Author Topic: Translating Basho : matsutake pine mushrooms  (Read 12239 times)

chibi575

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Re: Translating Basho : matsutake pine mushrooms
« Reply #15 on: May 29, 2011, 07:07:44 PM »
hodo that voodoo that you do so well...

Yes, if the hiragana is used "hodo" may become a pun, I feel, or at least leave the reader with a wide degree of meanings to chose.  The actual original Japanese would help, indeed.

Gabi san, do you have the original Japanese, I hope?

知美

Gabi Greve

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Re: Translating Basho : matsutake pine mushrooms
« Reply #16 on: May 29, 2011, 07:17:21 PM »
Hi Alan,
the meaning of hodo is manifold and can be translated to other languages in many ways, depending on the context of the sentence  and the context of a haiku.

The links you quote cover the ground pretty well.

Hi Chibi san, we must have posted at the same time.

松茸やかぶれた程は松の形
matsutake ya kabureta hodo wa matsu no nari

I hope this helps.
Gabi
« Last Edit: May 29, 2011, 07:22:57 PM by Gabi Greve »

chibi575

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Re: Translating Basho : matsutake pine mushrooms
« Reply #17 on: May 29, 2011, 07:48:17 PM »
Thanks bunches!

Darn... I was hoping for a homophone (hey... I'm not punning on homophone).

程 means a limit or degree of.

kabureta (phonetics play to my ear is "carburetor"... my silly ears) かぶれた meaning to be swayed or enfluenced

matsutake!  (I'm going to use the Japanese word as even today these mushrooms are a grand find)
seems even more
pine shaped

This is simple and elegant as I feel Bashou's poetry during this phase was.  He repeats "matsu" (pine) in the first and last line as further emphasis on the pine name and shape.
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chibi575

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Re: Translating Basho : matsutake pine mushrooms
« Reply #18 on: May 29, 2011, 07:54:37 PM »
Sorry... this is an aside but Gabi san, I hope the typhoon leaves with little bad effect in your area.

Let me say, take care, and without your efforts and skill (your English is superb as well as your Japanese, and you're a native German, you are a treasure and pardon my GUSH) I would be lost.

A thousand thanks.
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Gabi Greve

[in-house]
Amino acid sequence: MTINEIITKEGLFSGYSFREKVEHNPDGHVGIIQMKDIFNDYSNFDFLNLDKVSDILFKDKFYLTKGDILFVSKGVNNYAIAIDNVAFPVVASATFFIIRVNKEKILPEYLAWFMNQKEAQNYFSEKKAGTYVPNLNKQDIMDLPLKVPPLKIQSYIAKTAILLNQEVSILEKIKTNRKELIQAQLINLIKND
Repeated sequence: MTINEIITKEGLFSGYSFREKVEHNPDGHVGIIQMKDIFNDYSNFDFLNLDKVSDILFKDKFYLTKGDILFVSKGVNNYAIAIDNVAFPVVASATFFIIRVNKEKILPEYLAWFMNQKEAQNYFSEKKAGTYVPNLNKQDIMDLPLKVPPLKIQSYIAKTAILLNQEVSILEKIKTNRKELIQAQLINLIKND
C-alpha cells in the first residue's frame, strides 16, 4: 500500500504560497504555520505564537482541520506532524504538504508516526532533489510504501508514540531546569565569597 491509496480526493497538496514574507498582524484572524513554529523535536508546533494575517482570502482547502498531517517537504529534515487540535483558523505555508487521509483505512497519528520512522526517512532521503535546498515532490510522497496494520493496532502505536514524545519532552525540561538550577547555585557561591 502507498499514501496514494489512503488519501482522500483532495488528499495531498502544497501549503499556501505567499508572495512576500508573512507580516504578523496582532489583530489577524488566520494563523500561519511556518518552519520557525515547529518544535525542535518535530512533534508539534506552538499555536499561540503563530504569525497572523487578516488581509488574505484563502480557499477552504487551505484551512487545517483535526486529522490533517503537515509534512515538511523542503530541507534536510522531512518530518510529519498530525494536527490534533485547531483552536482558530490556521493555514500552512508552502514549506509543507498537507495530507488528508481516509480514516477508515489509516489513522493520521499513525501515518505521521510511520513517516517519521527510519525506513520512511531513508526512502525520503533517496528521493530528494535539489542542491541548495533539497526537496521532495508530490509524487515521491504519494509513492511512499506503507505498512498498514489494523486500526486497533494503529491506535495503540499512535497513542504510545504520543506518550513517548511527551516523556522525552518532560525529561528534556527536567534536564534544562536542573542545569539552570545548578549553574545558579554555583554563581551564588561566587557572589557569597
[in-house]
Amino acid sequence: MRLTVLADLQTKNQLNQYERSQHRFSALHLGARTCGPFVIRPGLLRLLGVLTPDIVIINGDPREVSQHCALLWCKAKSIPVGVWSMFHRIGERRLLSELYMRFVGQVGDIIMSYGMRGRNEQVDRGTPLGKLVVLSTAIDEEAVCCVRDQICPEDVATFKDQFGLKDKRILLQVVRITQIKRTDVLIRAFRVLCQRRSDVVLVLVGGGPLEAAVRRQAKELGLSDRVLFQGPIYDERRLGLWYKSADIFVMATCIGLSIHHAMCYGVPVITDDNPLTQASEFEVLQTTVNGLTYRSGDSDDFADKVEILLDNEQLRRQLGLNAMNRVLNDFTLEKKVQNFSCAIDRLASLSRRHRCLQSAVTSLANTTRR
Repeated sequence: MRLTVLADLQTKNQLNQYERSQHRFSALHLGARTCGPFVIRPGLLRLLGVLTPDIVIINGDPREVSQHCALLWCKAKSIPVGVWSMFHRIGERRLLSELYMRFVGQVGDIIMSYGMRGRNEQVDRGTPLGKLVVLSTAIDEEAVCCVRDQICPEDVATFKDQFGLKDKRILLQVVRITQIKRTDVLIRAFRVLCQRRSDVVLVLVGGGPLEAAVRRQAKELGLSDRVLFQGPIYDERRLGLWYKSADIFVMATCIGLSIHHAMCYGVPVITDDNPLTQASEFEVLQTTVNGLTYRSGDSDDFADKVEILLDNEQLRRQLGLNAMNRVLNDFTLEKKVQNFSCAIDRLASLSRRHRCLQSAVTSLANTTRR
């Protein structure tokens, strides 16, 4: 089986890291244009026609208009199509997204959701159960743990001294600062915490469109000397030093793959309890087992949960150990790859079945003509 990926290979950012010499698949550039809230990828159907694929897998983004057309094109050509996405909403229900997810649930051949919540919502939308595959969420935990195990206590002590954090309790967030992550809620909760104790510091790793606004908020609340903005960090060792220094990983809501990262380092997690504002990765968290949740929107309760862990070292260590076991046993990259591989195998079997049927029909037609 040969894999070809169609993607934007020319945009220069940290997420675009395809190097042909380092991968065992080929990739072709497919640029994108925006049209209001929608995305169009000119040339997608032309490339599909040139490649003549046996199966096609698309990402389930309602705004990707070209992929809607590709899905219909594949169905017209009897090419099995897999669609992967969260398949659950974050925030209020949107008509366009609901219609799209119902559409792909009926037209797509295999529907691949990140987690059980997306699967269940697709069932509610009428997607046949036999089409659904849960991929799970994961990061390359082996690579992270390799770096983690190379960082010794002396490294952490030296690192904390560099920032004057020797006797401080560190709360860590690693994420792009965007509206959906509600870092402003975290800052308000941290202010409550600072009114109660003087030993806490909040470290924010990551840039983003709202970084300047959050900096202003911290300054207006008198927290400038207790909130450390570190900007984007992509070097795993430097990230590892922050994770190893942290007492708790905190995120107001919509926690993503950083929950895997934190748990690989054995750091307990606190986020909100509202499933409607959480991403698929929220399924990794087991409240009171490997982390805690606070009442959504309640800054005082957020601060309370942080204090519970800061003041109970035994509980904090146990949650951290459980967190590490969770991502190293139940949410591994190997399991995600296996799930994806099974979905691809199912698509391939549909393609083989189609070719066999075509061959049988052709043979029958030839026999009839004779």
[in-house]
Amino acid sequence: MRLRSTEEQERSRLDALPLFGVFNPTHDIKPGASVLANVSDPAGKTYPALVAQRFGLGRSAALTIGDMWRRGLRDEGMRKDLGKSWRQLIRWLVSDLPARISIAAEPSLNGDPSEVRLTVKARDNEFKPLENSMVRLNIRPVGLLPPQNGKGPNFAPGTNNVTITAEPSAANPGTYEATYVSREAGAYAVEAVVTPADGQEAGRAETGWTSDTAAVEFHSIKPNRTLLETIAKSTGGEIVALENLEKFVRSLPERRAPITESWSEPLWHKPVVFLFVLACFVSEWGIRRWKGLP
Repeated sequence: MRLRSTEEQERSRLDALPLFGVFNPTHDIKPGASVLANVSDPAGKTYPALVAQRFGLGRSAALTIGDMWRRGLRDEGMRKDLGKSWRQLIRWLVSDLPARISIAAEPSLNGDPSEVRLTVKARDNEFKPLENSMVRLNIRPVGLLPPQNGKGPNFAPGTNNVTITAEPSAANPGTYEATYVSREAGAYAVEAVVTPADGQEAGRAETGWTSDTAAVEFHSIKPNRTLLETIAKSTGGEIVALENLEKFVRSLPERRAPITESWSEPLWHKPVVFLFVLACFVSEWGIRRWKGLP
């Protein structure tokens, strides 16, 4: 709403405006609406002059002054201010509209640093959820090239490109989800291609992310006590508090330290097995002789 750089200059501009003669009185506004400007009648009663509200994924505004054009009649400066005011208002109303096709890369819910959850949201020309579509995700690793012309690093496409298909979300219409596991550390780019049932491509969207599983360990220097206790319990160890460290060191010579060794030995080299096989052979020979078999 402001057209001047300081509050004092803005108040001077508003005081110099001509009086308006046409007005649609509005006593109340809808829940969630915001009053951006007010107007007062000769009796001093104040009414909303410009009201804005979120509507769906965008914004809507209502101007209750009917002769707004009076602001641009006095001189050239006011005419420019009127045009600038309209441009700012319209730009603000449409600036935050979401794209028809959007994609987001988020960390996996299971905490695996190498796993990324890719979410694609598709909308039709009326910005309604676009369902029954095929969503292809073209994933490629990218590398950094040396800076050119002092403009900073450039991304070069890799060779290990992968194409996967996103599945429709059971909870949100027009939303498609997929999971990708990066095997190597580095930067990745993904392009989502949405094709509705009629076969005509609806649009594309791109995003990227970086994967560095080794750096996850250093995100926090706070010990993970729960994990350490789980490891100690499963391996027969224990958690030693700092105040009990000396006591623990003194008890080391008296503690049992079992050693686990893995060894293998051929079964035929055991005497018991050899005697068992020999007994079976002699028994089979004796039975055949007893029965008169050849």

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Re: Translating Basho : matsutake pine mushrooms
« Reply #19 on: May 29, 2011, 08:52:28 PM »
Thanks, Chibi san,

and one more remark on the kabureta ... it is used with the meaning of 

yabureta
笠の破れた辺りの模様, 破れた傘や笠 ( a tattered / broken ...   umbrella or rain hat)

http://www2.yamanashi-ken.ac.jp/~itoyo/basho/haikusyu/kabure.htm

Enjoy!

Gabi

Larry Bole

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Re: Translating Basho : matsutake pine mushrooms
« Reply #20 on: March 25, 2012, 01:32:14 PM »
Sorry to be joining this discussion so late, but I find it very interesting.

Here is David Barnhill's translation:

mushroom--
it's become so ragged
it looks like a pine

and I found Oseko's translation online at, of all places, a Japanese confectionary site(!):

A matsutake mushroom!
With its skin scarred, it looks like
A real pine tree!

http://blog.livedoor.jp/kikyou0123/archives/51272839.html

Regarding hodo: in my Random House Japanese-English dictionary, meaning #3 is given as "to (a...degree)." And the online EUDict says it means "degree, extent, bounds, limit."

In fact, Barnhill uses the word "extent" in his literal translation:

mushroom! / worn extent as-for / pine's appearance

Here is Reichhold's literal translation:

pine mushroom <> / scratched surface (state of being) / pine tree's shape

I was thinking of a pine tree looking like a tall triangle, narrowing to a point at the top. So I liked up "red pine" on Wikipedia. There are pictures of several varieties at the Wikipedia entry. None look like my image of a pine. I then looked up 'matsudake'. The picture of a red pine at the Wikipedia entry that most looks like the mushroom to me is the middle picture in the top row under "References", the one that is described as "Planted in a Japanese Garden."

http://en.wikipedia.org/wiki/Japanese_Red_Pine

As far as I can tell, only three translators who have published translations (outside of scholarly journals) have bothered to translate this haiku into English: Oseko, Barnhill, and Reichhold. And I can understand why--it seems a little artificial to me, although one could see in it a pointing out of an underlying unity of things, of correspondence between things. Of course, if kabureta (kabureru?) means "influenced by," or "reacting to," then I can see that. I must be missing something regarding how kabureta gets translated as "ragged" or "scarred."